Before Measure 110, possession of a personal amount of drugs was classified as an A misdemeanor for Schedule 1-3 Controlled Substance. 

Measure 110 reclassifies possession of a personal amount of any of these drugs as a Class E violation.

What is a personal amount?  The amounts depend on the drug and are listed in the summary below: 

Schedule I Controlled Substances

   LSD  – Less than 40 units

   Psilocybin or psilocin – Less than 12 grams

Schedule 2 Controlled Substances

   Methadone – Less than 40 user units

   Oxycodone –  Less than 40 pills, tablets, or capsules

   Heroin – Less than 1 gram

   MDMA – Less than 1 gram or less than 5 pills, tablets, or capsules

   Cocaine – Less than 2 grams

   Methamphetamine – Less than 2 grams

Possession of more than the amounts listed above is a Class A misdemeanor.  Class A misdemeanors are punishable by a maximum 364 days jail and a maximum $6,250 fine. Misdemeanor convictions are eligible for expungement 3 years from the date of conviction, assuming the person otherwise qualifies.

If the Possession constitutes a Commercial Drug Offense, the offense is a Class B felony for drugs listed in Schedule 1 and a Class C felony for drugs listed in Schedule 2.  Class C felonies are eligible for expungement 3 years from the conviction date, assuming the person otherwise qualifies.  Class B felonies are eligible for expungement 20 years from the conviction date if the person meets the strict criteria discussed earlier.              

Oregon’s Ballot Measure 110


Oregon voters passed Ballot Measure 110 on November 3, 2020. The measure decriminalized possession of a “personal amount” of drugs. It is the first of its kind in the United States. It is significant because it recognizes the shift in the way our community views addiction. Measure 110 treats drug use as a public health, not a criminal, issue.

Before Measure 110, possession of small amounts of drugs was a crime. The criminal penalties included probation, fees, drug evaluation and treatment, and jail time. People who relapsed and used drugs during probation were often jailed for violating probation and were sometimes charged with a new crime of PCS.

What does Measure 110 mean for Oregonians?


Measure 110, which goes into effect February 1, 2021, reclassifies personal amount PCS cases as Class E civil violations. This means a judge cannot impose any jail time or probations sentence upon conviction. The maximum penalty is a $100 fine. The fine can be avoided by completing a health assessment and providing proof of completion to the court within 45 days of the citation.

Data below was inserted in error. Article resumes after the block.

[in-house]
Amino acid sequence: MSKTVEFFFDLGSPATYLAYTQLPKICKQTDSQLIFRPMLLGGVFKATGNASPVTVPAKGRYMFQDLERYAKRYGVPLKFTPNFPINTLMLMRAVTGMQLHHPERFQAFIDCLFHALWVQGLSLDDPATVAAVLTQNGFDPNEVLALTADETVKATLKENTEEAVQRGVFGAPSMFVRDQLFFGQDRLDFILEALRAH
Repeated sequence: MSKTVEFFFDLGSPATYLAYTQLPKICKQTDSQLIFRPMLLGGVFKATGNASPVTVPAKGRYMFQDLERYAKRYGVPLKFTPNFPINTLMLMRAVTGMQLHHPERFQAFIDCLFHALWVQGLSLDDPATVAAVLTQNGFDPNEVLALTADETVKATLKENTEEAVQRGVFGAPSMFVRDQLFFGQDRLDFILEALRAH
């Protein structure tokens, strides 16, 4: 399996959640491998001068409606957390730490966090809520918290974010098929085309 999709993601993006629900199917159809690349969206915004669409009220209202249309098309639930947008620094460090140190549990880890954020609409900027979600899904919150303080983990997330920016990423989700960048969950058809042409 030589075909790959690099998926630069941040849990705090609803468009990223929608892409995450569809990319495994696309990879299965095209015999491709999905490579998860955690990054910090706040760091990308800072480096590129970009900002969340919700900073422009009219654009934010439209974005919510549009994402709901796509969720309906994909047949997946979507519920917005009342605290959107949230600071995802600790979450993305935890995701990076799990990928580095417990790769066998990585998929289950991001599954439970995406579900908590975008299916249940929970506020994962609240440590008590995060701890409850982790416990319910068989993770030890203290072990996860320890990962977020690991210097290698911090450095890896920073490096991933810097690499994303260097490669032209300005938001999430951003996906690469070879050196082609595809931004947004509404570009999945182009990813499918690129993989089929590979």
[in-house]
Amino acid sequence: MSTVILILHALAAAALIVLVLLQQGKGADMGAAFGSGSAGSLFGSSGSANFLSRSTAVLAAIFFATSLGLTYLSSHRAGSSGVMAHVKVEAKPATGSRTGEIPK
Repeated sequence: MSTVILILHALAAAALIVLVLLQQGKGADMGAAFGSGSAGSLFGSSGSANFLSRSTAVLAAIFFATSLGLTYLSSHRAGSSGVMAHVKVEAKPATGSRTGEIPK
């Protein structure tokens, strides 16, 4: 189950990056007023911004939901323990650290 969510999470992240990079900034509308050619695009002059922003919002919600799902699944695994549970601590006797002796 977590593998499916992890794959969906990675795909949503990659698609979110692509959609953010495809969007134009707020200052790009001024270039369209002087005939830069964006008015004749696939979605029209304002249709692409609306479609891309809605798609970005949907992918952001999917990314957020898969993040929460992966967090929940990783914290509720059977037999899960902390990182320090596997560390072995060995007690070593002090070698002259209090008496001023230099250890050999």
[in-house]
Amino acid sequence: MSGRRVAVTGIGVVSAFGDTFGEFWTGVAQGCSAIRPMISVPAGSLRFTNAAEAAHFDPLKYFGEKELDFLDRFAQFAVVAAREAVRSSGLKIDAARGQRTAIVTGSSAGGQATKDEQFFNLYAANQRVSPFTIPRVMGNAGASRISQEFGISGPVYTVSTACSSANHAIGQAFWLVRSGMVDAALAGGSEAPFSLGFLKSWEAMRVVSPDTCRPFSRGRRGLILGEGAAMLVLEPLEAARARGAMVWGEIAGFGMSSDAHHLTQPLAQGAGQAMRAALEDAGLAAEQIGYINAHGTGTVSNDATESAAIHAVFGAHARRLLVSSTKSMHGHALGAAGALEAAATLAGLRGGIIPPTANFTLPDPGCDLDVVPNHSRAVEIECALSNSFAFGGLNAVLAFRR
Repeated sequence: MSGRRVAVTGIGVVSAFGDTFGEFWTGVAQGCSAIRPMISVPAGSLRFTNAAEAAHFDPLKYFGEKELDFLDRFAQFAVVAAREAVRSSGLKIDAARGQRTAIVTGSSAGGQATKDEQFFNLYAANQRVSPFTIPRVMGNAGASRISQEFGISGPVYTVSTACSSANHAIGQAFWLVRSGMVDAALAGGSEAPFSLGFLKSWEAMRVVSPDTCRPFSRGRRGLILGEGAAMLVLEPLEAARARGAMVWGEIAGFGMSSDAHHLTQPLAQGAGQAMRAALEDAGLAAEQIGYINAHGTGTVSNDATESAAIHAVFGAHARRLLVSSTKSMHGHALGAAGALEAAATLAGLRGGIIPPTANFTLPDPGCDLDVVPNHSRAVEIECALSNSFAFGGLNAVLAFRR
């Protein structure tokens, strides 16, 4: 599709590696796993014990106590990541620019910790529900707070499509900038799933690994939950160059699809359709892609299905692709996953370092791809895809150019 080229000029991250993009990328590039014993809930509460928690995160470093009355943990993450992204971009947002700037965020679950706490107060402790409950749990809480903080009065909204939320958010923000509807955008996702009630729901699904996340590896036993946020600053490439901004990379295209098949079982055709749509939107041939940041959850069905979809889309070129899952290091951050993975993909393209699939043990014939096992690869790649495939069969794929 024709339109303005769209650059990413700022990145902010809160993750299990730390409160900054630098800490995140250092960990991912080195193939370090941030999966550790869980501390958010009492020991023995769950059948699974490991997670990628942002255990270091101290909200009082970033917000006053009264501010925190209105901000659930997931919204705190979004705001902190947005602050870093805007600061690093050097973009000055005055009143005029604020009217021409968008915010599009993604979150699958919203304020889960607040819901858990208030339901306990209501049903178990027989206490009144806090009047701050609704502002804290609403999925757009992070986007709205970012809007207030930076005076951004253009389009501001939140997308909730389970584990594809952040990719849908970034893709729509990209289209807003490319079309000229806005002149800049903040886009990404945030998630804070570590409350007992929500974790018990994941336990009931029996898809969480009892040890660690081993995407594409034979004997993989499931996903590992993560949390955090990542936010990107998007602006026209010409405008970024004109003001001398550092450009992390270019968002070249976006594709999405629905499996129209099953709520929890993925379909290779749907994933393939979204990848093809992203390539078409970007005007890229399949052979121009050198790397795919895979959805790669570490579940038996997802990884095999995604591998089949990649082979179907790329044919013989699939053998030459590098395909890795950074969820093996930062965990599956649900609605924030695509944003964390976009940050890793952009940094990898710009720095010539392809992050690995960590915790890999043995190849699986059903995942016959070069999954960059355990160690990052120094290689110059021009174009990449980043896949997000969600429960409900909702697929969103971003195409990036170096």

Health Assessment

The state is still working out the details of the assessment. Measure 110 instructs the Oregon Health Authority to set up Addiction Recovery Centers (ARCs) no later than October 1, 2021. Until the ARCs are set up, people may complete their health assessments through a temporary telephone ARC. The telephone assessment will still need to be completed, with proof provided to the court within 45 days of the citation.

$100 Fine

If you choose not to do the health assessment, the fine is $100. The court may not impose any additional penalties or jail time for failure to pay the fine. This fine is similar to a parking ticket or other violation.



Oregon’s legislators have made some changes to ORS 137.225, commonly referred to as the expungement statute. So what’s the big news? More people than ever are now eligible to move forward with their expungements. Having a clean slate can positively affect someone’s work, family, and emotional life.

Most of the changes are positive, and all changes go into effect January 1, 2016.

Let’s start with the good stuff:

  1. Convictions for B Felony drug possession crimes will now be eligible for expungement without having to wait 20 years. This covers people convicted of possessing heroin, LSD, MDMA/ecstasy, psilocybin, and other schedule 1 controlled substances.
  2. Allows one non-traffic violation conviction without re-tolling the ten year waiting period for an expungement. This means that someone with an eligible misdemeanor or felony conviction and a violation conviction can have the misdemeanor or felony expunged now, rather than waiting 10 years from the date of the violation conviction. What is a non-traffic violation? Some examples are: nonpayment of trimet fare, theft or other misdemeanor reduced to a violation, pcs less than an ounce.

Here’s the not-so-good stuff:

  1. If the probation was revoked for non-compliance the waiting period to apply for expungement is now ten years from the date the probation was revoked.
  2. Prohibits expungement of Assault III if the victim was under ten years old at the time of the offense.

Overall, this is good news. The numbert of people who are now free to move forward with their expungements far outweighs those who are now ineligible or are required to wait a longer term before expungement. Have questions about your own case? Ready to make a fresh start in 2016? Give me a call; I would love to help.